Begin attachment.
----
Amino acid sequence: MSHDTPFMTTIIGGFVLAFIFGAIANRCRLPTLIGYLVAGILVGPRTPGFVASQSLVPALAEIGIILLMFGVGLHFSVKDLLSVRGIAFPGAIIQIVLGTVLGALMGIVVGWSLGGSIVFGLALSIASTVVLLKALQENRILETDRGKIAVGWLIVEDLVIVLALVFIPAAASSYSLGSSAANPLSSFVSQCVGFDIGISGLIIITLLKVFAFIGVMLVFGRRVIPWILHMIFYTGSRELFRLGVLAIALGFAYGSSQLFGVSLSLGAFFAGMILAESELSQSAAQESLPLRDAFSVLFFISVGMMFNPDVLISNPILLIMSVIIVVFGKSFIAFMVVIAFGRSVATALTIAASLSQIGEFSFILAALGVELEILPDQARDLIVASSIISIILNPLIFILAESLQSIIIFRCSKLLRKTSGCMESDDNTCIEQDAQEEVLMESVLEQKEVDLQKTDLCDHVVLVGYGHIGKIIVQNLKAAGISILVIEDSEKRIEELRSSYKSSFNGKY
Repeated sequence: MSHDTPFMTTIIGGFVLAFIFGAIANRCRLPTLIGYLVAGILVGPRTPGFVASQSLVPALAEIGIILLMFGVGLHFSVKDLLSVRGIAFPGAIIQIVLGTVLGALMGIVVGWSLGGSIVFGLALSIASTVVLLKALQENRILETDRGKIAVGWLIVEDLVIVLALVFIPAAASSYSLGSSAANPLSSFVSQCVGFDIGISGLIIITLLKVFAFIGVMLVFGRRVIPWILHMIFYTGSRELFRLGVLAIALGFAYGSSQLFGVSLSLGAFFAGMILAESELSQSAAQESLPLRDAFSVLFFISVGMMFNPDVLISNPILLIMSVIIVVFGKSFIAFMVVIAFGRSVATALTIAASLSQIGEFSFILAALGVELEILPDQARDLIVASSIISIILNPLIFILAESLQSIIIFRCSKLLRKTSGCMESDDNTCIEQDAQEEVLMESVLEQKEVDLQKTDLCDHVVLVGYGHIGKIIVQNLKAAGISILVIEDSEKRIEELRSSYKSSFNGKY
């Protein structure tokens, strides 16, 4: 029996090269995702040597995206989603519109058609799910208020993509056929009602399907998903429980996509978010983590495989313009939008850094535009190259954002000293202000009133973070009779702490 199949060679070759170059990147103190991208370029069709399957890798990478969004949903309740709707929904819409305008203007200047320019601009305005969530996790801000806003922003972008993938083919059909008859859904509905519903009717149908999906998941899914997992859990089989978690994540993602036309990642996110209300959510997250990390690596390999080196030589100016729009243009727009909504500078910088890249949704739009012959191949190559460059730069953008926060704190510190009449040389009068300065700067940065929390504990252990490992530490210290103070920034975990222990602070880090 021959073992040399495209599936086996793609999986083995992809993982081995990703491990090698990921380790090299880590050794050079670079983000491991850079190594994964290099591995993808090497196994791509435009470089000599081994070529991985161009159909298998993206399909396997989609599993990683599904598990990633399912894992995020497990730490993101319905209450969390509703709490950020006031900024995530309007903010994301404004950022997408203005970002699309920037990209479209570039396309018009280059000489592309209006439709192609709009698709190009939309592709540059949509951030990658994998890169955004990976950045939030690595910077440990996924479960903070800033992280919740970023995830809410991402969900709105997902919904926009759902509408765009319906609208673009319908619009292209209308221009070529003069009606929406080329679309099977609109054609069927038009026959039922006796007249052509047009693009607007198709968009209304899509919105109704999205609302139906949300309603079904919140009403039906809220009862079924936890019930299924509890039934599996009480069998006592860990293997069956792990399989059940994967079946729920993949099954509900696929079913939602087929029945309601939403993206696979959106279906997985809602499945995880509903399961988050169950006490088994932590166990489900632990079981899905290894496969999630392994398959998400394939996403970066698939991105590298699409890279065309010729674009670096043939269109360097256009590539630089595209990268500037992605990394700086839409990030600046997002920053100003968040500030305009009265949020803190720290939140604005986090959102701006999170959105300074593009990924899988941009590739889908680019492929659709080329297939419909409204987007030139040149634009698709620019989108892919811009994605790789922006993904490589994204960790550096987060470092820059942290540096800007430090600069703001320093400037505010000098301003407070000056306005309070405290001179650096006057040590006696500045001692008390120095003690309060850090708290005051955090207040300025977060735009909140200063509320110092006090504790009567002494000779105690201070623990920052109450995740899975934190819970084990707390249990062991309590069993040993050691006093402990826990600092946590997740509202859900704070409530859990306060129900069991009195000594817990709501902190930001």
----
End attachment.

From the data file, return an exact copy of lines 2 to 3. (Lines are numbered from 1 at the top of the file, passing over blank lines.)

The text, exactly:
Repeated sequence: MSHDTPFMTTIIGGFVLAFIFGAIANRCRLPTLIGYLVAGILVGPRTPGFVASQSLVPALAEIGIILLMFGVGLHFSVKDLLSVRGIAFPGAIIQIVLGTVLGALMGIVVGWSLGGSIVFGLALSIASTVVLLKALQENRILETDRGKIAVGWLIVEDLVIVLALVFIPAAASSYSLGSSAANPLSSFVSQCVGFDIGISGLIIITLLKVFAFIGVMLVFGRRVIPWILHMIFYTGSRELFRLGVLAIALGFAYGSSQLFGVSLSLGAFFAGMILAESELSQSAAQESLPLRDAFSVLFFISVGMMFNPDVLISNPILLIMSVIIVVFGKSFIAFMVVIAFGRSVATALTIAASLSQIGEFSFILAALGVELEILPDQARDLIVASSIISIILNPLIFILAESLQSIIIFRCSKLLRKTSGCMESDDNTCIEQDAQEEVLMESVLEQKEVDLQKTDLCDHVVLVGYGHIGKIIVQNLKAAGISILVIEDSEKRIEELRSSYKSSFNGKY
């Protein structure tokens, strides 16, 4: 029996090269995702040597995206989603519109058609799910208020993509056929009602399907998903429980996509978010983590495989313009939008850094535009190259954002000293202000009133973070009779702490 199949060679070759170059990147103190991208370029069709399957890798990478969004949903309740709707929904819409305008203007200047320019601009305005969530996790801000806003922003972008993938083919059909008859859904509905519903009717149908999906998941899914997992859990089989978690994540993602036309990642996110209300959510997250990390690596390999080196030589100016729009243009727009909504500078910088890249949704739009012959191949190559460059730069953008926060704190510190009449040389009068300065700067940065929390504990252990490992530490210290103070920034975990222990602070880090 021959073992040399495209599936086996793609999986083995992809993982081995990703491990090698990921380790090299880590050794050079670079983000491991850079190594994964290099591995993808090497196994791509435009470089000599081994070529991985161009159909298998993206399909396997989609599993990683599904598990990633399912894992995020497990730490993101319905209450969390509703709490950020006031900024995530309007903010994301404004950022997408203005970002699309920037990209479209570039396309018009280059000489592309209006439709192609709009698709190009939309592709540059949509951030990658994998890169955004990976950045939030690595910077440990996924479960903070800033992280919740970023995830809410991402969900709105997902919904926009759902509408765009319906609208673009319908619009292209209308221009070529003069009606929406080329679309099977609109054609069927038009026959039922006796007249052509047009693009607007198709968009209304899509919105109704999205609302139906949300309603079904919140009403039906809220009862079924936890019930299924509890039934599996009480069998006592860990293997069956792990399989059940994967079946729920993949099954509900696929079913939602087929029945309601939403993206696979959106279906997985809602499945995880509903399961988050169950006490088994932590166990489900632990079981899905290894496969999630392994398959998400394939996403970066698939991105590298699409890279065309010729674009670096043939269109360097256009590539630089595209990268500037992605990394700086839409990030600046997002920053100003968040500030305009009265949020803190720290939140604005986090959102701006999170959105300074593009990924899988941009590739889908680019492929659709080329297939419909409204987007030139040149634009698709620019989108892919811009994605790789922006993904490589994204960790550096987060470092820059942290540096800007430090600069703001320093400037505010000098301003407070000056306005309070405290001179650096006057040590006696500045001692008390120095003690309060850090708290005051955090207040300025977060735009909140200063509320110092006090504790009567002494000779105690201070623990920052109450995740899975934190819970084990707390249990062991309590069993040993050691006093402990826990600092946590997740509202859900704070409530859990306060129900069991009195000594817990709501902190930001």